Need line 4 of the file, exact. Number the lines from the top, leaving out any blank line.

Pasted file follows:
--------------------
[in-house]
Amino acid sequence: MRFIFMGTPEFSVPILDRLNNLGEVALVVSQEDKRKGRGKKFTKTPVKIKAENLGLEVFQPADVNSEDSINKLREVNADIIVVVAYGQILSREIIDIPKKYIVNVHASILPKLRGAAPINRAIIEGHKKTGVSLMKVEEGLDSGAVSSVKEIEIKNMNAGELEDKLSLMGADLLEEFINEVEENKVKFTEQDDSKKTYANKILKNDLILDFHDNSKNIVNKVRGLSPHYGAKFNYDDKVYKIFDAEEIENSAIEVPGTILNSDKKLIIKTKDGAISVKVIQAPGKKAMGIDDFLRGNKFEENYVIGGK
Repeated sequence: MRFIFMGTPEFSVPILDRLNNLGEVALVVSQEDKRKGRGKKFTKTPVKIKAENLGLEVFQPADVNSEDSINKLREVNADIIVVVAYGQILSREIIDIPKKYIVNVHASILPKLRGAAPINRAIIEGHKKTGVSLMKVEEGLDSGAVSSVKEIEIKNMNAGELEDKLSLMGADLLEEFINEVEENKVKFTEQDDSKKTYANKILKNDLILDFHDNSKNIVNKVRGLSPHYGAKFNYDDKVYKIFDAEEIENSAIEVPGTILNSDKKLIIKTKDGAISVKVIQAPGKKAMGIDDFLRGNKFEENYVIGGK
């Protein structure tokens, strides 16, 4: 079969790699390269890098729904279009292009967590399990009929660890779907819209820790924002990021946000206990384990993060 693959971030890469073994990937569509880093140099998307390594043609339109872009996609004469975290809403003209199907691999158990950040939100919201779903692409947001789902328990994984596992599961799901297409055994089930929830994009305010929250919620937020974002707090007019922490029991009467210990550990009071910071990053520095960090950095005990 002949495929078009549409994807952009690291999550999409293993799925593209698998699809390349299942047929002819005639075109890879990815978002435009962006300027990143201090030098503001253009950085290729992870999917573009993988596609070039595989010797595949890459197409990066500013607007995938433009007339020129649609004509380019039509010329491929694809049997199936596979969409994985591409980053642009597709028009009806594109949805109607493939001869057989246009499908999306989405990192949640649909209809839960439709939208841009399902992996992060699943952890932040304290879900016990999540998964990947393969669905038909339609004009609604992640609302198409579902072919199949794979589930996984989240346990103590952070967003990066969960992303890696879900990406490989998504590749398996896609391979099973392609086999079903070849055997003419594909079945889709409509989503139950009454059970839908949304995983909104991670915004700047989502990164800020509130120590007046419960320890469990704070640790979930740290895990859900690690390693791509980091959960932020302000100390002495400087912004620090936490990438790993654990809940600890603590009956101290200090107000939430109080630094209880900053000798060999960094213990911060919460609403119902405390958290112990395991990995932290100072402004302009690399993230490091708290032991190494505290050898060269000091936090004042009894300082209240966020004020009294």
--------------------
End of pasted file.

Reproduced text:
């Protein structure tokens, strides 16, 4: 079969790699390269890098729904279009292009967590399990009929660890779907819209820790924002990021946000206990384990993060 693959971030890469073994990937569509880093140099998307390594043609339109872009996609004469975290809403003209199907691999158990950040939100919201779903692409947001789902328990994984596992599961799901297409055994089930929830994009305010929250919620937020974002707090007019922490029991009467210990550990009071910071990053520095960090950095005990 002949495929078009549409994807952009690291999550999409293993799925593209698998699809390349299942047929002819005639075109890879990815978002435009962006300027990143201090030098503001253009950085290729992870999917573009993988596609070039595989010797595949890459197409990066500013607007995938433009007339020129649609004509380019039509010329491929694809049997199936596979969409994985591409980053642009597709028009009806594109949805109607493939001869057989246009499908999306989405990192949640649909209809839960439709939208841009399902992996992060699943952890932040304290879900016990999540998964990947393969669905038909339609004009609604992640609302198409579902072919199949794979589930996984989240346990103590952070967003990066969960992303890696879900990406490989998504590749398996896609391979099973392609086999079903070849055997003419594909079945889709409509989503139950009454059970839908949304995983909104991670915004700047989502990164800020509130120590007046419960320890469990704070640790979930740290895990859900690690390693791509980091959960932020302000100390002495400087912004620090936490990438790993654990809940600890603590009956101290200090107000939430109080630094209880900053000798060999960094213990911060919460609403119902405390958290112990395991990995932290100072402004302009690399993230490091708290032991190494505290050898060269000091936090004042009894300082209240966020004020009294």